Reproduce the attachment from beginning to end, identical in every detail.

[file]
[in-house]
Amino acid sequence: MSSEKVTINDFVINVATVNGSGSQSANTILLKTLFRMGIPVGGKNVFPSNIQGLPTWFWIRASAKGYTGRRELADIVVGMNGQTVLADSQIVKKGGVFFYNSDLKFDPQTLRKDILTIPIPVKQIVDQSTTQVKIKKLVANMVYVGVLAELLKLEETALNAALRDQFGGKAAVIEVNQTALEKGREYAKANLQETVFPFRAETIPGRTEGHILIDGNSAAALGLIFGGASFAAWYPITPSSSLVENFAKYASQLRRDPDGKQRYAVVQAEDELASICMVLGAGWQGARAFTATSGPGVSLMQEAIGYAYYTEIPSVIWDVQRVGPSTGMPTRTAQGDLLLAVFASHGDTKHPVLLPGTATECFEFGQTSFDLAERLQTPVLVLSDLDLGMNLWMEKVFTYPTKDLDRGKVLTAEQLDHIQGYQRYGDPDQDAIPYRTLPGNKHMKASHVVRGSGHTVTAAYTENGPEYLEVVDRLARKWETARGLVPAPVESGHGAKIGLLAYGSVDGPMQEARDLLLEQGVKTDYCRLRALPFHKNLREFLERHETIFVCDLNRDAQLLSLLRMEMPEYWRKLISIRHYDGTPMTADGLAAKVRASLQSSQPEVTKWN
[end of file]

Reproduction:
[in-house]
Amino acid sequence: MSSEKVTINDFVINVATVNGSGSQSANTILLKTLFRMGIPVGGKNVFPSNIQGLPTWFWIRASAKGYTGRRELADIVVGMNGQTVLADSQIVKKGGVFFYNSDLKFDPQTLRKDILTIPIPVKQIVDQSTTQVKIKKLVANMVYVGVLAELLKLEETALNAALRDQFGGKAAVIEVNQTALEKGREYAKANLQETVFPFRAETIPGRTEGHILIDGNSAAALGLIFGGASFAAWYPITPSSSLVENFAKYASQLRRDPDGKQRYAVVQAEDELASICMVLGAGWQGARAFTATSGPGVSLMQEAIGYAYYTEIPSVIWDVQRVGPSTGMPTRTAQGDLLLAVFASHGDTKHPVLLPGTATECFEFGQTSFDLAERLQTPVLVLSDLDLGMNLWMEKVFTYPTKDLDRGKVLTAEQLDHIQGYQRYGDPDQDAIPYRTLPGNKHMKASHVVRGSGHTVTAAYTENGPEYLEVVDRLARKWETARGLVPAPVESGHGAKIGLLAYGSVDGPMQEARDLLLEQGVKTDYCRLRALPFHKNLREFLERHETIFVCDLNRDAQLLSLLRMEMPEYWRKLISIRHYDGTPMTADGLAAKVRASLQSSQPEVTKWN